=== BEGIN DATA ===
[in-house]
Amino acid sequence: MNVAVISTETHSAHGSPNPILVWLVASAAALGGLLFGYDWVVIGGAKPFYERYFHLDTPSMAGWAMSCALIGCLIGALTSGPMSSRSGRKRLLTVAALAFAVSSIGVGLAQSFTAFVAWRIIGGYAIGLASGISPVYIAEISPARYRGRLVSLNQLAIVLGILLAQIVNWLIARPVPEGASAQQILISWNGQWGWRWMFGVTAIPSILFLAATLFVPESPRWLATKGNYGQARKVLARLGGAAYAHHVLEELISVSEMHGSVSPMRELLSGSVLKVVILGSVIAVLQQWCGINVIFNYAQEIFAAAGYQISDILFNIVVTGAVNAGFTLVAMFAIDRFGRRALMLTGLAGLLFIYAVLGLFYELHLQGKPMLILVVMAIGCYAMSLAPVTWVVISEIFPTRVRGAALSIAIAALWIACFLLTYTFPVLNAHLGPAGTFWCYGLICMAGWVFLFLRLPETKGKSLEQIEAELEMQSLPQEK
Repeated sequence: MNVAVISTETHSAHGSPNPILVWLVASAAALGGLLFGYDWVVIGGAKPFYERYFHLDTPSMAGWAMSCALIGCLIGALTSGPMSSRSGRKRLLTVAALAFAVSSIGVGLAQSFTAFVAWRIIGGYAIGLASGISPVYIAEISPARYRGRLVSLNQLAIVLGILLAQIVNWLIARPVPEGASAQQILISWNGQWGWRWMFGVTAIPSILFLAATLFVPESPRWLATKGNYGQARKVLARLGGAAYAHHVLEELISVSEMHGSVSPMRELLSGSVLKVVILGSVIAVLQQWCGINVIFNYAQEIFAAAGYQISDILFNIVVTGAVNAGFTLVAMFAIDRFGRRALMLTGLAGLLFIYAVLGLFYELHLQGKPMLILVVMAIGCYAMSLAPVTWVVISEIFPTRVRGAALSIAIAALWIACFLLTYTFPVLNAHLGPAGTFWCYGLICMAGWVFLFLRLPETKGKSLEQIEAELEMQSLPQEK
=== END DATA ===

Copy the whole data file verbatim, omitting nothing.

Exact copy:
[in-house]
Amino acid sequence: MNVAVISTETHSAHGSPNPILVWLVASAAALGGLLFGYDWVVIGGAKPFYERYFHLDTPSMAGWAMSCALIGCLIGALTSGPMSSRSGRKRLLTVAALAFAVSSIGVGLAQSFTAFVAWRIIGGYAIGLASGISPVYIAEISPARYRGRLVSLNQLAIVLGILLAQIVNWLIARPVPEGASAQQILISWNGQWGWRWMFGVTAIPSILFLAATLFVPESPRWLATKGNYGQARKVLARLGGAAYAHHVLEELISVSEMHGSVSPMRELLSGSVLKVVILGSVIAVLQQWCGINVIFNYAQEIFAAAGYQISDILFNIVVTGAVNAGFTLVAMFAIDRFGRRALMLTGLAGLLFIYAVLGLFYELHLQGKPMLILVVMAIGCYAMSLAPVTWVVISEIFPTRVRGAALSIAIAALWIACFLLTYTFPVLNAHLGPAGTFWCYGLICMAGWVFLFLRLPETKGKSLEQIEAELEMQSLPQEK
Repeated sequence: MNVAVISTETHSAHGSPNPILVWLVASAAALGGLLFGYDWVVIGGAKPFYERYFHLDTPSMAGWAMSCALIGCLIGALTSGPMSSRSGRKRLLTVAALAFAVSSIGVGLAQSFTAFVAWRIIGGYAIGLASGISPVYIAEISPARYRGRLVSLNQLAIVLGILLAQIVNWLIARPVPEGASAQQILISWNGQWGWRWMFGVTAIPSILFLAATLFVPESPRWLATKGNYGQARKVLARLGGAAYAHHVLEELISVSEMHGSVSPMRELLSGSVLKVVILGSVIAVLQQWCGINVIFNYAQEIFAAAGYQISDILFNIVVTGAVNAGFTLVAMFAIDRFGRRALMLTGLAGLLFIYAVLGLFYELHLQGKPMLILVVMAIGCYAMSLAPVTWVVISEIFPTRVRGAALSIAIAALWIACFLLTYTFPVLNAHLGPAGTFWCYGLICMAGWVFLFLRLPETKGKSLEQIEAELEMQSLPQEK